Publication year 1953Genre Novel, FictionThemes Values/Ideas: LiteratureTags Classic Fiction, American Literature, Science-Fiction / Dystopian Fiction

The publication of American novelist Ray Bradbury’s Fahrenheit 451 in 1953 helped to transition the science fiction genre from the niche arena of pulp magazines and comic books to mainstream fiction. The futuristic novel takes place in a culture that has banned books. Time and place (probably Midwestern America) are unidentified, but the country is on the brink of war with an unnamed foe. “The Hearth and the Salamander,” “The Sieve and the Sand,” and... Read Fahrenheit 451 Summary

Publication year 2000Genre Essay Collection, NonfictionThemes Identity: GenderTags Gender / Feminism, Women's Studies (Nonfiction)

Feminism Is for Everybody: Passionate Politics by critic, academic, and writer bell hooks is described by the author as a primer, a handbook, even “a dream come true” (ix). In the Introduction to the book, hooks describes her labor of love in writing this brief guide to feminism, and she employs a concise style that does not waver from her goal of educating readers about the fundamentals of feminism. This book is the product of... Read Feminism Is For Everybody Summary

Publication year 2015Genre Novel, FictionThemes Relationships: Friendship, Identity: Gender, Identity: DisabilityTags Realistic Fiction, Bullying, Disability, Children's Literature

Fish in a Tree is a 2015 middle-grade novel by American author Lynda Mullaly Hunt. It follows the story of a middle-school girl named Ally, who is artistically and mathematically talented but unable to read due to her dyslexia. Throughout Ally’s school career, she uses humor, misbehavior, and feigned sickness to distract from her learning difficulty, doing everything in her power to avoid writing and reading tasks. Ally’s struggles are magnified by the fact that... Read Fish in a Tree Summary

Publication year 2013Genre Book, NonfictionThemes Life/Time: Mortality & DeathTags Crime / Legal

Published in 2013, Five Days at Memorial: Life and Death in a Storm-Ravaged Hospital is a work of nonfiction by American journalist Sheri Fink. The book, which takes place in August 2005, describes the struggle of staff and patients to survive when trapped in New Orleans’ Memorial Medical Center during the aftermath of Hurricane Katrina. Lacking critical resources, the doctors make a drastic decision that will cause many patients to die via euthanasia. Five Days... Read Five Days at Memorial Summary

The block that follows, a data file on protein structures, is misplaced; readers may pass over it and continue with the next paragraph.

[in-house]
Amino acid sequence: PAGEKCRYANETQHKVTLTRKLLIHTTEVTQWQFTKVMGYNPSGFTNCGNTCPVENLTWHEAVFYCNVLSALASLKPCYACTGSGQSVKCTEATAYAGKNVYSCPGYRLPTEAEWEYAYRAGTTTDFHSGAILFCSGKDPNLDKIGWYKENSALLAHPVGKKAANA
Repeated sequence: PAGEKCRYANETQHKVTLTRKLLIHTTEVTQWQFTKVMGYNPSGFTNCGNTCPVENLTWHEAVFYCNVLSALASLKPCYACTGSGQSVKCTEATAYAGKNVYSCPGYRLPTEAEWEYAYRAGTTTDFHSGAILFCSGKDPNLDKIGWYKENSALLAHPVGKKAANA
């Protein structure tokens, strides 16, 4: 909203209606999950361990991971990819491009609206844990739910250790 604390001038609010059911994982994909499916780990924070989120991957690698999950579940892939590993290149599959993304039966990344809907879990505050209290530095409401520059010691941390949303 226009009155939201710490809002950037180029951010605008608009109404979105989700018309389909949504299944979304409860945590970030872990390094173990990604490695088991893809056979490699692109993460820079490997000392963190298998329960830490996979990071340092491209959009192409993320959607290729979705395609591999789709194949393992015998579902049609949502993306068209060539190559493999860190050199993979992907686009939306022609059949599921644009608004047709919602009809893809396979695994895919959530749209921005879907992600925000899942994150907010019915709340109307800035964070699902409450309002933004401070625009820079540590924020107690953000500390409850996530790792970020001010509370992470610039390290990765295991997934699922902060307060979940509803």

Publication year 2010Genre Novel, FictionTags Colonial America

Forge tells the story of Curzon Smith, a runaway slave who enlists in the Colonial Army during the American Revolution. A sequel to Anderson’s previous book,Chains, Forge begins in earnest after Curzon has been abandoned by Isabel, a fellow slave who has freed him from captivity at the end of the previous novel. Isabel has left in search of her lost sister, Ruth – an action Curzon has tried to prevent in order to keep... Read Forge Summary

Publication year 1818Genre Novel, FictionThemes Values/Ideas: Safety & Danger, Identity: Gender, Natural World: Nurture v. NatureTags Classic Fiction, Romanticism / Romantic Period, British Literature

First published in 1818, Frankenstein; or, The Modern Prometheus is a novel by Mary Shelley. It is written in the tradition of Romanticism, a late 18th-century and early 19th-century movement that responded to the Enlightenment. Rejecting rationalism, Romantic literature often celebrated the power of nature and of the individual. Frankenstein is also considered a Gothic novel because of its emphasis on darkness, the sensational, and the wildness of nature.Shelley was the daughter of political philosopher... Read Frankenstein; or, The Modern Prometheus Summary

Publication year 1989Genre Book, NonfictionTags Gender / Feminism, Sociology, Women's Studies (Nonfiction)

Published in 1990, Judith Butler's Gender Trouble: Feminism and the Subversion of Identity is a seminal work in feminism and a foundational work in queer theory. This study guide is based on the 2006 Routledge edition of Butler’s text. Butler's primary aims in the work are to make a case for rejecting an essential female identity as the basis for feminist practice and to come up with an account of gender formation without recourse to... Read Gender Trouble Summary

Publication year 2004Genre Book, NonfictionThemes Relationships: FamilyTags History: World

Genghis Khan and the Making of the Modern World is a nonfiction book divided into three parts and dealing with the early life and rise to power of Temujin, the man who would become known as Genghis Khan. The text details his conquests and the establishment of the Mongol Empire, and the changes undergone by the empire after his death, and up until its collapse. Throughout, Weatherford makes the argument that the Mongol Empire played... Read Genghis Khan and the Making of the Modern World Summary

Publication year 2016Genre Novel, FictionThemes Relationships: Teams, Life/Time: Childhood & YouthTags Realistic Fiction, Children's Literature

Ghost is a 2016 novel by American author Jason Reynolds. Reynolds began his writing career as a poet and published his first novel, When I Was the Greatest, in 2014. Reynolds has won several accolades, including a Kirkus Prize, an NAACP Image Award, a Schneider Family Book Award, a Newbery Medal, and a Carnegie Medal. From 2020 to 2022, he was the Library of Congress’s National Ambassador for Young People’s Literature, and he won the... Read Ghost Summary